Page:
Citation Index

23/05/2013 – 7:44 am
Tony McCall

A citation index is an index of citations between publications, allowing the user to easily discern which later documents cite which earlier documents.

The first citation indices were legal citators such as Shepard’s Citations (1873). In 1960, Eugene Garfield’s Institute for Scientific Information (ISI) introduced the first citation index for papers published in academic journals, starting with the Science Citation Index (SCI), and later expanding to produce the Social Sciences Citation Index (SSCI) and the Arts and Humanities Citation Index (AHCI). As of 2006, there are other sources of such data, such as Google Scholar.

Citations are used as a measure of importance or relative value of the information source, such as an individual journal article, book, and others. For example, if an article is frequently cited by other journal articles and books in the discipline, it may indicate the relative importance of a work. Citation impact analysis is called bibliometrics in library and information science and has a wide range of applications.

Citation analysis

A citation is the act of acknowledging or citing the author, year, title, and locus of publication (journal, book, or other) of a source used in a published work. Such citations can be counted as measures of the usage and impact of the cited work. This is called citation analysis or bibliometrics (see below). Among the measures that have emerged from citation analysis are the citation count for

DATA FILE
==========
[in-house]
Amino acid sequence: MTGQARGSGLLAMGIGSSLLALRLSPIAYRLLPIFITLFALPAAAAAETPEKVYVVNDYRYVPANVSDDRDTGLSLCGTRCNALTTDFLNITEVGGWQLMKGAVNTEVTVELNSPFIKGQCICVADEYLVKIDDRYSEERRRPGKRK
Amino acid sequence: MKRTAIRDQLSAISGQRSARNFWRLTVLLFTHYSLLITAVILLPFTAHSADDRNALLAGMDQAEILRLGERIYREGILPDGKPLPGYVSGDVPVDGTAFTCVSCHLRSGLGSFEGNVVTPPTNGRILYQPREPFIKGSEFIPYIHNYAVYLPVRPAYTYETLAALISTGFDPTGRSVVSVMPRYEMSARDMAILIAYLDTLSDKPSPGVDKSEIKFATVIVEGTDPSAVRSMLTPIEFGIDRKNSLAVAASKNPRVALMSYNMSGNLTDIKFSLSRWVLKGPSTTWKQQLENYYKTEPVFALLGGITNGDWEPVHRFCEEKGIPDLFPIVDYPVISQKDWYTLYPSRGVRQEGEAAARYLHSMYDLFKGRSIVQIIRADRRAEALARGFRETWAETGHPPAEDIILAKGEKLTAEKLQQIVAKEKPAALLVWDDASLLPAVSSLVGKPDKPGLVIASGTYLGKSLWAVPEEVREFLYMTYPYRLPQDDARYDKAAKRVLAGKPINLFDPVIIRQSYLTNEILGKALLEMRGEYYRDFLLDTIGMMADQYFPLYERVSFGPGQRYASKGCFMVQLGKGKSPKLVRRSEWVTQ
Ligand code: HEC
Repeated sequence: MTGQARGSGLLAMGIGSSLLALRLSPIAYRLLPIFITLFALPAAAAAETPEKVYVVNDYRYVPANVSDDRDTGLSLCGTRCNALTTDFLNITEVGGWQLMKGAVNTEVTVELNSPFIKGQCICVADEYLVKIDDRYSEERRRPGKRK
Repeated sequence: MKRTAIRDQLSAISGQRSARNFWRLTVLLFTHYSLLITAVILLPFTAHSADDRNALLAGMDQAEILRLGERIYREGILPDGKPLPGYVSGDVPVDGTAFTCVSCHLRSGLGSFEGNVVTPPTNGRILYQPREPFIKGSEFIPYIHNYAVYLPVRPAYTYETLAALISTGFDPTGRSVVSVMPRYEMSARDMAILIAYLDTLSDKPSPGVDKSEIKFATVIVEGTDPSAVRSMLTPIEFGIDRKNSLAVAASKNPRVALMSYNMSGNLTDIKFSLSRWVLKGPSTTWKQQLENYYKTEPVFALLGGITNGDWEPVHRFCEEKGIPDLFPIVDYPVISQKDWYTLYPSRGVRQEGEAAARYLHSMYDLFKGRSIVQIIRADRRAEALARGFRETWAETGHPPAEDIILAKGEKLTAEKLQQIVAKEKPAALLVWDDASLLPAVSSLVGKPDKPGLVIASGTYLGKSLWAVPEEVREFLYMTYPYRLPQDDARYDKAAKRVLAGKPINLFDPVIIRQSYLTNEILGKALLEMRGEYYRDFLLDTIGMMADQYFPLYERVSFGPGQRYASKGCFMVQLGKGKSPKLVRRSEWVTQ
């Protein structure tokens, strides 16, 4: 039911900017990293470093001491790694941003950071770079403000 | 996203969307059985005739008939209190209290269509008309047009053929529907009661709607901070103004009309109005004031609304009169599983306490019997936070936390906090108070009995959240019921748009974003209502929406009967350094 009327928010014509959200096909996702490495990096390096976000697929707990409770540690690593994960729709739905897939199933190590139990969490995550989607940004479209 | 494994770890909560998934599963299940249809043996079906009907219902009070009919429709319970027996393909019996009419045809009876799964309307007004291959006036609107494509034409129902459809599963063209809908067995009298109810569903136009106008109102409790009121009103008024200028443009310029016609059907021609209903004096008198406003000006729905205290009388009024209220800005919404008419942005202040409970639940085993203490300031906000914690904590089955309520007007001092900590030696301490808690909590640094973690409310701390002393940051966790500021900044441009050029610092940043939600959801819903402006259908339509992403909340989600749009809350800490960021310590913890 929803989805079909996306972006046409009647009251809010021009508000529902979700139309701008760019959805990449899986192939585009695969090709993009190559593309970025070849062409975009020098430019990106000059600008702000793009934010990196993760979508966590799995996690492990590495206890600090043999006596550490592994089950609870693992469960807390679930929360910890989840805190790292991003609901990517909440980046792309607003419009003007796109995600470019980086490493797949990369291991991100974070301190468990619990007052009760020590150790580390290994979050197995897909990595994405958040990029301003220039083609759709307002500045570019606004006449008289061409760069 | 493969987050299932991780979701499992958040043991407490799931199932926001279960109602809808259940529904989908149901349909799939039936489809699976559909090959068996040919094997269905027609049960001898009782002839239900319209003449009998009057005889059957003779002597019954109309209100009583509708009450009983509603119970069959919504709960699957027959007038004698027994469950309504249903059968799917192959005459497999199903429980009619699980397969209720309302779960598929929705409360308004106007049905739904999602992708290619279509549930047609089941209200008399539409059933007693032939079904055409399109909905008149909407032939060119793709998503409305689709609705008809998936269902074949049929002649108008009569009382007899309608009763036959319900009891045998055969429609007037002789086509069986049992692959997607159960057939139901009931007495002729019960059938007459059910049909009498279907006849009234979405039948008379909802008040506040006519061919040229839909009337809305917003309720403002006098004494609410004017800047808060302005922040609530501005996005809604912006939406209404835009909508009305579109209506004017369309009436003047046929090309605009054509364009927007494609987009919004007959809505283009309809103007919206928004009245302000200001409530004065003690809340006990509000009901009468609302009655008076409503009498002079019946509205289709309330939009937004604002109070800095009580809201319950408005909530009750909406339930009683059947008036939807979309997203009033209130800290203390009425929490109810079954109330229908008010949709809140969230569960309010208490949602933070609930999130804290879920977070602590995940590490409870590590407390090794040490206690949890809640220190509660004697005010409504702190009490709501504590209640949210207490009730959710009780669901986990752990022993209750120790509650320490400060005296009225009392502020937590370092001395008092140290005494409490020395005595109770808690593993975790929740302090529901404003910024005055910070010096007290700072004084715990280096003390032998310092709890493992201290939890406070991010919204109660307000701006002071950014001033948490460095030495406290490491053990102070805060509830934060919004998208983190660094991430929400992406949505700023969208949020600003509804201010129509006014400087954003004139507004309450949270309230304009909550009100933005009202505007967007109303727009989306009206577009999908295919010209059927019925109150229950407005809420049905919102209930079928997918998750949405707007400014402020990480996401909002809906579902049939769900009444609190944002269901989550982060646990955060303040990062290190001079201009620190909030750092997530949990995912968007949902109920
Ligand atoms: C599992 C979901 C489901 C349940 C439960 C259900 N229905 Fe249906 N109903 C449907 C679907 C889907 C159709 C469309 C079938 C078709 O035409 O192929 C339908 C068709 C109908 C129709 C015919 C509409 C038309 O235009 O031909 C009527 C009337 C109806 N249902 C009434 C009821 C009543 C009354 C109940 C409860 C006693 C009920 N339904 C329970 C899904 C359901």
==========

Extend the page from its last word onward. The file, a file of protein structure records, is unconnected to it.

An individual article (how often it was cited)
An author (total citations, or average citation count per article)
For a journal (journal impact factor, or the average citation count for the articles in the journal)

Citation counts are correlated with other measures of scholarly/scientific performance and impact and can in some cases be enhanced by making a work open access by self-archiving the complete article on the web, publishing it in an open access journal, or publishing it as an Open access article in one of the Hybrid open access journals.

There also exists an H-index measure of an individual scientist’s impact and citation record.

Major current citation indexing services

There are two publishers of general-purpose academic citation indexes, available to libraries by subscription:

ISI is now part of Thomson Scientific. Though the ISI citation indexes are still published in print and compact disc, they are now generally accessed through the Web under the name Web of Science, which is in turn part of the group of databases in WoK.
Elsevier publishes Scopus, available online only, which similarly combines subject searching with citation browsing and tracking in the sciences and social sciences.

There are a number of other indexes, more readily available. Some of the currently notable ones are:

The CiteSeer system provides citation and other searching of scientific literature, primarily in the fields of computer and information science.
RePec provides this in economics, and other discipline-specific indexes have also begun to include it in their indexes. Even journal publishers often supply the facility to link to late citations, at least from the journals they publish.
Google Scholar (GS) has citation functionality, limited to the recent articles that are included. There is already discussion about the possibility that GS may in the future have sufficient capabilities to make the commercial products unnecessary.

Each of these products offer an index of citations between publications and a mechanism to establish which documents cite which other documents. The different products offer different ways to access the citation list and also display their citation index differently. They differ widely in cost: WOK and Scopus are among the highest-cost subscription databases; the others mentioned are free.

More at:

source: Citation index. (2013, May 22). New World Encyclopedia, . Retrieved 21:40, May 22, 2013 from

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